A Brief History of London’s Trams

In 1860, an American entrepreneur, by the name of George Francis Train, came to England where he founded horse tramway companies, in Birkenhead and London.

The first London horse-driven trams began operating along Victoria Street in Westminster but, while his trams were very popular with the passengers, his designs for the trackways, where the rails stood above the road surface, tended to obstruct the traffic, and these were very unpopular with other road users.

In 1861, George Train was arrested and tried for “breaking and injuring” the Uxbridge road; the case, which went on for weeks, being widely reported in many London newspapers – his plans for future expansion were put on hold.

Eventually, Parliament passed legislation allowing tram services to be re-commenced, but on the condition that the rails were recessed into the carriageway and the obstruction, thus, removed.

In 1870, following an Act of Parliament, the first lines ran from:

  • Blackheath to Vauxhall via Peckham and Camberwell
  • Brixton joining the Camberwell line at Kennington
  • Whitechapel to Bow
  • Kensington to Oxford Street

The new tram companies all adopted the same standard gauge, with the intention of being able to link up services at later dates. Horse tram lines soon opened all over London, typically using two horses to pull a 60-person car. They proved popular as they were cheaper, smoother, roomier and safer than the competing Omnibus or Hackney carriages. Replacement by electric vehicles commenced in 1901; the last horse-drawn trams were withdrawn in 1915.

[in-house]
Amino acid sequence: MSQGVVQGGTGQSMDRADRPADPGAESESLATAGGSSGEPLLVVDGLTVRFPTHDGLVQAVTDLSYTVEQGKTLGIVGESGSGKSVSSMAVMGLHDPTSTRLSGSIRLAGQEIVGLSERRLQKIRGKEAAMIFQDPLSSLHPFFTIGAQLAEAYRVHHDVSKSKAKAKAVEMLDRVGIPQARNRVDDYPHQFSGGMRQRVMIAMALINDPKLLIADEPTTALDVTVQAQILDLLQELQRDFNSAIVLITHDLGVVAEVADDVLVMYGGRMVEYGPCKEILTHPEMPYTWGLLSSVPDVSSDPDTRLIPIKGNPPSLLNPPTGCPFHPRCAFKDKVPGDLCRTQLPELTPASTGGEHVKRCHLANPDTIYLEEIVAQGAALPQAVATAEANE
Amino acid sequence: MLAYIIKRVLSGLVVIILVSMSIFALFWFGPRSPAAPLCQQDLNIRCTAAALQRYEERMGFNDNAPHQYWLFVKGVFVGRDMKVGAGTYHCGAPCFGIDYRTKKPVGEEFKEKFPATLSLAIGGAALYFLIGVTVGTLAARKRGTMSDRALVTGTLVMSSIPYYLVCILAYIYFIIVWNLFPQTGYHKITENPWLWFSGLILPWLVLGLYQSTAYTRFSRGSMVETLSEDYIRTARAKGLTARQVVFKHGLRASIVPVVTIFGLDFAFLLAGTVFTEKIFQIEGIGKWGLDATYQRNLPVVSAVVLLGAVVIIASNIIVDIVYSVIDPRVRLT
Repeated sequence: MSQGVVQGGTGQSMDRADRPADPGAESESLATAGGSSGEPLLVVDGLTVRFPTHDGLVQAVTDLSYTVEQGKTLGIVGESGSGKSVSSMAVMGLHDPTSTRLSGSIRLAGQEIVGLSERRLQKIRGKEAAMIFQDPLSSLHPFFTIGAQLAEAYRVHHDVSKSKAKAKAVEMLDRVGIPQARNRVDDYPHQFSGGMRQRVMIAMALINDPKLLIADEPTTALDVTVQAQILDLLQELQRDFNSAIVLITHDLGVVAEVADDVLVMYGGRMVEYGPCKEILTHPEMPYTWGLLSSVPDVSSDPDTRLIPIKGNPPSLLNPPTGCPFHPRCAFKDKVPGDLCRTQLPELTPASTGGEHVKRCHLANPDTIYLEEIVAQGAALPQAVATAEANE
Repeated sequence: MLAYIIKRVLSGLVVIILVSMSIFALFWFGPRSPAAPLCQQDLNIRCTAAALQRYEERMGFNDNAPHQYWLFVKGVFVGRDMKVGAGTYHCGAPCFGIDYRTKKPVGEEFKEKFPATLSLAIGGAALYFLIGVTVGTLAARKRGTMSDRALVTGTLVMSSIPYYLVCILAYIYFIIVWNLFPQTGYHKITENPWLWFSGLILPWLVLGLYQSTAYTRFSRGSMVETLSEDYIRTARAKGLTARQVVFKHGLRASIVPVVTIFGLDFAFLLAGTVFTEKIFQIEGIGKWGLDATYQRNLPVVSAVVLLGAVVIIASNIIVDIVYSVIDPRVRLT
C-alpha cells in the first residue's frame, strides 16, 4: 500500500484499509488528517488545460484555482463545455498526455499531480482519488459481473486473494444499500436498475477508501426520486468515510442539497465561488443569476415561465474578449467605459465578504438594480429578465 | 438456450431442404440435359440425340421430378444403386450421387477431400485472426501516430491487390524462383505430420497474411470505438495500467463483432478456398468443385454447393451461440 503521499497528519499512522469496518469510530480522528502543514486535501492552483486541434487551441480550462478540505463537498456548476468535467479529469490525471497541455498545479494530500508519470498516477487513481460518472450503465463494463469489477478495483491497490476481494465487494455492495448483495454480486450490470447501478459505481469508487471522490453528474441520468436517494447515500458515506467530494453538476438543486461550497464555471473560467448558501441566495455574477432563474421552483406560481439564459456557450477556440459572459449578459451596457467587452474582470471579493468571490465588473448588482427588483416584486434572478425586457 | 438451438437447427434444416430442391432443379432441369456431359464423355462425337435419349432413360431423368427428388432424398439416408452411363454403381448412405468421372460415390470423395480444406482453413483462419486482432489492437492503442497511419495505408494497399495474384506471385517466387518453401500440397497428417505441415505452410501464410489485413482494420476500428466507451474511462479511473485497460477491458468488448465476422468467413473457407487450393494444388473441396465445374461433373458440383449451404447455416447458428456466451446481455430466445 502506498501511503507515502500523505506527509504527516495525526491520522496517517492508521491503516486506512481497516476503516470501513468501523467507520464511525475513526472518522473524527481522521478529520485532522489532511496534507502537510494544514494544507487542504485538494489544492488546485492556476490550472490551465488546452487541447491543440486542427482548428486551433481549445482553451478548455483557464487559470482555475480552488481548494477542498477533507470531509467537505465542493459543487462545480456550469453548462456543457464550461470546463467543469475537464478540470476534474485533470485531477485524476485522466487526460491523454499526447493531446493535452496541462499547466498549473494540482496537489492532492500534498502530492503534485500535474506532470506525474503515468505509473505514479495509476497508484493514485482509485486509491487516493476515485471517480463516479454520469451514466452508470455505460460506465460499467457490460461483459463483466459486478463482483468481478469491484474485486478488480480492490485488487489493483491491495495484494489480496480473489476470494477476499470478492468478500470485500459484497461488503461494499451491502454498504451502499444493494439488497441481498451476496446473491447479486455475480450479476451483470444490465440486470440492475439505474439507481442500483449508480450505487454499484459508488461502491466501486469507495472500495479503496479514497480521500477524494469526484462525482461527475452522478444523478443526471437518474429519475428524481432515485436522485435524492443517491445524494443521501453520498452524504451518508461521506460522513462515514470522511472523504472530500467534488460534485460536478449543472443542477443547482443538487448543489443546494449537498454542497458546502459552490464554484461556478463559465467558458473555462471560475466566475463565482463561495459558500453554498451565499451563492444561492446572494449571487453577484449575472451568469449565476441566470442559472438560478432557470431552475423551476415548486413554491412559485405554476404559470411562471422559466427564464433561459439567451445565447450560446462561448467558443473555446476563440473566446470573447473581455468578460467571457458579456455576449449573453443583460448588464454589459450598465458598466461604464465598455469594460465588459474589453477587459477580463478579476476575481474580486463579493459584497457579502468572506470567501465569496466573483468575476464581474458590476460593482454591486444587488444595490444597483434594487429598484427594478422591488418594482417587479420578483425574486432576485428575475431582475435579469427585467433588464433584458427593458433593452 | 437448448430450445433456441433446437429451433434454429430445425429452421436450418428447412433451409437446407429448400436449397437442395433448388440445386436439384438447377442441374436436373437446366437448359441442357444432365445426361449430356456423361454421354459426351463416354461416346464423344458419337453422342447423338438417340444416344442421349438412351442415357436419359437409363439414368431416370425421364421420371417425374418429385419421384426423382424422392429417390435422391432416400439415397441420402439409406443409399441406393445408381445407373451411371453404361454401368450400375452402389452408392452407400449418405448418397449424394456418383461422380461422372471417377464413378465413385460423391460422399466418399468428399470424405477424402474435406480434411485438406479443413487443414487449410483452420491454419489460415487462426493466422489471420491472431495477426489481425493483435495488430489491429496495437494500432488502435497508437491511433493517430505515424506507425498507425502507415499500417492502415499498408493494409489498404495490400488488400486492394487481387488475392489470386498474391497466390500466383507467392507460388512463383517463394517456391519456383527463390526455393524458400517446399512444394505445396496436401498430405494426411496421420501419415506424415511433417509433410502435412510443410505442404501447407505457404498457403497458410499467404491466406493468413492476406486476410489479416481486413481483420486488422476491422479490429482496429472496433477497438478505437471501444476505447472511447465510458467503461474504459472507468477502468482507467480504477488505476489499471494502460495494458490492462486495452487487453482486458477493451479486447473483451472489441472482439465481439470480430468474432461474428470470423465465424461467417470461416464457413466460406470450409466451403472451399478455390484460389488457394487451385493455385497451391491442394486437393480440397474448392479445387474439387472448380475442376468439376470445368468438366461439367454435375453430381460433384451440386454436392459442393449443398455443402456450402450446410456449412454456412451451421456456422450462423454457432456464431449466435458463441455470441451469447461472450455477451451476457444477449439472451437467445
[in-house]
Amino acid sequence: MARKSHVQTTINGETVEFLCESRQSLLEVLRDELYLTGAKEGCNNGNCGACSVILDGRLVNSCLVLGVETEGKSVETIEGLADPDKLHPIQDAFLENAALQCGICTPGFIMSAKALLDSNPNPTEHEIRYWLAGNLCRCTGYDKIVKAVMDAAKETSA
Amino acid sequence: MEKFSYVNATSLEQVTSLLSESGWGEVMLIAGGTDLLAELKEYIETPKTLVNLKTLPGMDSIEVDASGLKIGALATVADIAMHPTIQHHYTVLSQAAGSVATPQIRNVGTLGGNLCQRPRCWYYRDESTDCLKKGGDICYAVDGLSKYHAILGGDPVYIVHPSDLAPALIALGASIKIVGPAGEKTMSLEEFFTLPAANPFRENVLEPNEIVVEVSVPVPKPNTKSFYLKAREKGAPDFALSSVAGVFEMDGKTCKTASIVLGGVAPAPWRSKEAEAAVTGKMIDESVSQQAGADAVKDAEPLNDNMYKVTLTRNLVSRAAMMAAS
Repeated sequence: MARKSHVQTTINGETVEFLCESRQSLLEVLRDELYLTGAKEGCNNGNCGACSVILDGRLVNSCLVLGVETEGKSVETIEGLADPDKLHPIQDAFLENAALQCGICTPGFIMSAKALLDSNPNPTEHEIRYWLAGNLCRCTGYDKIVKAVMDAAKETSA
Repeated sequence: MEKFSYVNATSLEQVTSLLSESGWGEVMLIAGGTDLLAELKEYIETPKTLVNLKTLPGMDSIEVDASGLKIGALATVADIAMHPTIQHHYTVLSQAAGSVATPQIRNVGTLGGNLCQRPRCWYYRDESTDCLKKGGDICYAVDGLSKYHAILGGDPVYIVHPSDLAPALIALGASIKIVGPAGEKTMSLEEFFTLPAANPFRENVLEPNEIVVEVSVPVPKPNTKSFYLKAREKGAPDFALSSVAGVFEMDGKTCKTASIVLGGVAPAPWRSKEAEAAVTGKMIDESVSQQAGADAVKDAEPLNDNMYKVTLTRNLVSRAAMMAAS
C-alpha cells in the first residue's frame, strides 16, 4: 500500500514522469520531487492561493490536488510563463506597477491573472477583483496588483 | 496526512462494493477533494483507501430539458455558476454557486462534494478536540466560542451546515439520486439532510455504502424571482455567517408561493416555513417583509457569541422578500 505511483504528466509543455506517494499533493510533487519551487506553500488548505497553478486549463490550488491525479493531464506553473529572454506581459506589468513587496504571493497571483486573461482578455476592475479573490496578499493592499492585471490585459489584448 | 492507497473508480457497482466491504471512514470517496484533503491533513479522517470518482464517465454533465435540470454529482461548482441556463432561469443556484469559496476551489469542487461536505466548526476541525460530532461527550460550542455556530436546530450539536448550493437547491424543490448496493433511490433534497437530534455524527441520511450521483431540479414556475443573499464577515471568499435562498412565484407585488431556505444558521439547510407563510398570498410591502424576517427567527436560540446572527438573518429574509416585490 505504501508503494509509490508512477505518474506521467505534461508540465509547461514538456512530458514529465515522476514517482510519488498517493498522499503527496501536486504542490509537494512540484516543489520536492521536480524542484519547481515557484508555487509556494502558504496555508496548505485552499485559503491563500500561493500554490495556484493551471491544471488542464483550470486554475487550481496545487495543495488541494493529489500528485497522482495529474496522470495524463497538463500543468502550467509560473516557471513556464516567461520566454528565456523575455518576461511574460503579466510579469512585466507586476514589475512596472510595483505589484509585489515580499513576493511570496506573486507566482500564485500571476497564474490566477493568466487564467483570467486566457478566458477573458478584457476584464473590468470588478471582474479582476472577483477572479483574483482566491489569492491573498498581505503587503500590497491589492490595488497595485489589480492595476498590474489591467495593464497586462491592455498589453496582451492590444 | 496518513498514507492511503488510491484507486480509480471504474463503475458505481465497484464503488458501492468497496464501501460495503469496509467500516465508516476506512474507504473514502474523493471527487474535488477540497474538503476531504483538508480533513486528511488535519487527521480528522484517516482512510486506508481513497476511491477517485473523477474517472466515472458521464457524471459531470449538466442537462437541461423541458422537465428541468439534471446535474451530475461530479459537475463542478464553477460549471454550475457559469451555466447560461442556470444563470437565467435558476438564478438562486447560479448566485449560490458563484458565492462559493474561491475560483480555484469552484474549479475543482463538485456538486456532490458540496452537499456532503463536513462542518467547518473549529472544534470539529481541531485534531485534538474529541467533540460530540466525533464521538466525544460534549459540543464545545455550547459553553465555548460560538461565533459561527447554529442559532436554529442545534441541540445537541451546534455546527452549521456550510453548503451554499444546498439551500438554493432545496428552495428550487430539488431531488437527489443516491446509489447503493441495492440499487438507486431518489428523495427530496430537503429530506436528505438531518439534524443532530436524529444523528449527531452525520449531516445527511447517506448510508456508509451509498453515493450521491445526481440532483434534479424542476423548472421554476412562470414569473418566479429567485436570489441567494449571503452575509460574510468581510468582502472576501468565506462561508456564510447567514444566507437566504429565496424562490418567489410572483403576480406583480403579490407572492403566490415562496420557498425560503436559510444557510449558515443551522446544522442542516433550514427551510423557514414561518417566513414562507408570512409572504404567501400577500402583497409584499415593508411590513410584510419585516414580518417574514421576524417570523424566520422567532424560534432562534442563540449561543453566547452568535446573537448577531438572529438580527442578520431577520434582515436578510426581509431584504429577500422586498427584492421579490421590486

Powered trams

There were several early attempts to run motor-powered trams on the London tramlines: John Grantham first trialled an experimental 23 foot steam tramcar in London in 1873 but withdrew it after it performed poorly.

From 1885, the North London Tramways Company operated a total of twenty-five steam-powered trams until its liquidation in 1891. Between 1881 and 1883. a small number of trams powered by compressed air were trialled on the Caledonian Road tramway.

In 1884, a cable tram was introduced for Highgate Hill; it was the first cable tramway in Europe and was followed by a second cable line to draw trams up Brixton Hill to Streatham. Both of these systems were replaced within 15 years by electric trams.

Electric Trams

In 1883, soon after the storage battery was invented, an electric tram was tested on the West Metropolitan Tramways, line between Acton and Kew. It was reasonably successful but it wasn’t until 1901 that the first, fully-operational electric tram service was replica watches uk introduced by the Croydon Corporation in the Greater London area. This system used over-head wires to supply the power to the electric motors.

After the slow start, electric trams rapidly became very popular and, by 1903, there were 300 electric tramcars in London, which carried a total of 800,000 passengers over the Whitsuntide weekend.

The London County Council Tramways first electric line opened in May 1903, between Westminster Bridge and Tooting, and the LCC sold 3.3 million tickets in its third year of business or five times the traffic carried by its horse trams.

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